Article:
You see in the late seventies and early eighties, we Indians were considered to be very exotic and appealing. Tourists from North America and Europe would love to visit Hindu temples and Muslim mosques,  drop in at Hindu pujas and weddings, chow down on doubles and curry chicken, buy some colourful saris and murtis from the puja stores, live among the Hindus in cute little ranches, take a ride on a buffalo cart.

You couldn’t get this exotic tourism anywhere in the west at the time, and India was very far away, very expensive and exhausting to visit. Trinidad on the other hand was quite close. The Indians spoke English, their settlements were easily accessible and very safe to visit, and perhaps most important, they were not hostile to white tourists as were many black people in Trinidad.  Tourists could be taken directly from the airport down to Couva, Chaguanas, Princes Town, or Debe, bypassing Port of Spain completely!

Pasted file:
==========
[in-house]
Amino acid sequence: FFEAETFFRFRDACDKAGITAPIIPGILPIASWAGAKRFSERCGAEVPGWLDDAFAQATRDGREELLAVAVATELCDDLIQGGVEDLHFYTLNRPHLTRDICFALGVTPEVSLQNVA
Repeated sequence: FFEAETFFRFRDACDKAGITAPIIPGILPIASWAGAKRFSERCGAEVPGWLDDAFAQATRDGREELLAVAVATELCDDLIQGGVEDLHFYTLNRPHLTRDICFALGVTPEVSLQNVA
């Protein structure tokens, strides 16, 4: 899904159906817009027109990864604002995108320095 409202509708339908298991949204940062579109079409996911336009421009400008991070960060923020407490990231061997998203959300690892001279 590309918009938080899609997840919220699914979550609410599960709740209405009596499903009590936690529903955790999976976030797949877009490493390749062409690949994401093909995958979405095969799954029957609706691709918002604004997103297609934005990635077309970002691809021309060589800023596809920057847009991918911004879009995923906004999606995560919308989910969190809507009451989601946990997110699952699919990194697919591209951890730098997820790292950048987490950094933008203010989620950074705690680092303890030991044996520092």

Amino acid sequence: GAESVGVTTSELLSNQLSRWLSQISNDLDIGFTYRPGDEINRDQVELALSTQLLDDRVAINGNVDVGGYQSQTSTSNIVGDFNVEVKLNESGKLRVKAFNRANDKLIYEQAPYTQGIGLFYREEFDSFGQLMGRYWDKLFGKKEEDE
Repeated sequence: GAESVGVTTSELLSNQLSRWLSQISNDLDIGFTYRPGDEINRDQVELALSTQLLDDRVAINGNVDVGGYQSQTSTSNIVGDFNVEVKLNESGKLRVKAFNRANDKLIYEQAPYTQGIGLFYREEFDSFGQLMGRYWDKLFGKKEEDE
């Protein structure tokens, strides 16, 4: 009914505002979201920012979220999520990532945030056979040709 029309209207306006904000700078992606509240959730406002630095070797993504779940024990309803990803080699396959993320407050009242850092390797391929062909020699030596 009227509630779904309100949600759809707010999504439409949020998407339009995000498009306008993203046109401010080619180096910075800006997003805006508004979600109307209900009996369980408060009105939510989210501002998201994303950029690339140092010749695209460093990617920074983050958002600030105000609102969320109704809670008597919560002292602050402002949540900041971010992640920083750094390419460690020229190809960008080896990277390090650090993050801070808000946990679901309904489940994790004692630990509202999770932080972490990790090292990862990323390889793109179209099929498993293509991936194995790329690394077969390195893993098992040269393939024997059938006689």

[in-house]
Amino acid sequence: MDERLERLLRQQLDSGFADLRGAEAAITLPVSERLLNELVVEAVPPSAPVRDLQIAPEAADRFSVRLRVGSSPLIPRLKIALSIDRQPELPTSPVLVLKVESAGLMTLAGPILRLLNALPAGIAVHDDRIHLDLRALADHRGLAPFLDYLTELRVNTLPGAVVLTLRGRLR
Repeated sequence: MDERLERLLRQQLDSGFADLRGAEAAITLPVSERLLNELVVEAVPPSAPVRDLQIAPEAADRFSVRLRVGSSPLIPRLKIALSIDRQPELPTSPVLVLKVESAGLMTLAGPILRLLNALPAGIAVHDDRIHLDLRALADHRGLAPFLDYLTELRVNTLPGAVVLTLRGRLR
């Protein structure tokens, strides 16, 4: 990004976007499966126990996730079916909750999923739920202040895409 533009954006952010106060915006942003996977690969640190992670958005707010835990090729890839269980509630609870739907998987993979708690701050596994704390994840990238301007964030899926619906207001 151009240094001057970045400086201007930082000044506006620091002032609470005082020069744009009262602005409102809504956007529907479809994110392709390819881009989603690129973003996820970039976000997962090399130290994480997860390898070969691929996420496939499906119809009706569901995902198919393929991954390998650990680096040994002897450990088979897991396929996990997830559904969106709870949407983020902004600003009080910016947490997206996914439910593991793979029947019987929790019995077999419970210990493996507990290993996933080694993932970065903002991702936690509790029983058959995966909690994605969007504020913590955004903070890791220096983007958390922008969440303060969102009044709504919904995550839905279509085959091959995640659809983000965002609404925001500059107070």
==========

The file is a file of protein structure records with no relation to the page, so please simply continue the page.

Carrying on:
The eco-tourism plan had a similar  location- out in the countryside. Krishna discovered that Trinidad had a wonderfully unique collection of birds, butterflies, small animals and insects that couldn’t be matched in the American hemisphere.  Because of the way the island had developed over the millennia,  Trinidad’s flora and fauna had concentrated in a relatively small land space.  They could be easily accessed in day trips  to the countryside, forests and beaches.  And yes, the Trinidad countryside was very safe, the Indians who lived there very welcoming and English speaking.